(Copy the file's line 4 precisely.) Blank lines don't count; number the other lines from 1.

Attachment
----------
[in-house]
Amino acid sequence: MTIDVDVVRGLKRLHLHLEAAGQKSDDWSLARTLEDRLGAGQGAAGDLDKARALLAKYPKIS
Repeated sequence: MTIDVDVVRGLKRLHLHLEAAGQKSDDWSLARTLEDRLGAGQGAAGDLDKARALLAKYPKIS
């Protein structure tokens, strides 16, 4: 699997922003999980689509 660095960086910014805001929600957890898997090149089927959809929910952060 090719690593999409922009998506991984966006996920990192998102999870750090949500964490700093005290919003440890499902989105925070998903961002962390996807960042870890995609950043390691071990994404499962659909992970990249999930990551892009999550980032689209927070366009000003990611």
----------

């Protein structure tokens, strides 16, 4: 699997922003999980689509 660095960086910014805001929600957890898997090149089927959809929910952060 090719690593999409922009998506991984966006996920990192998102999870750090949500964490700093005290919003440890499902989105925070998903961002962390996807960042870890995609950043390691071990994404499962659909992970990249999930990551892009999550980032689209927070366009000003990611």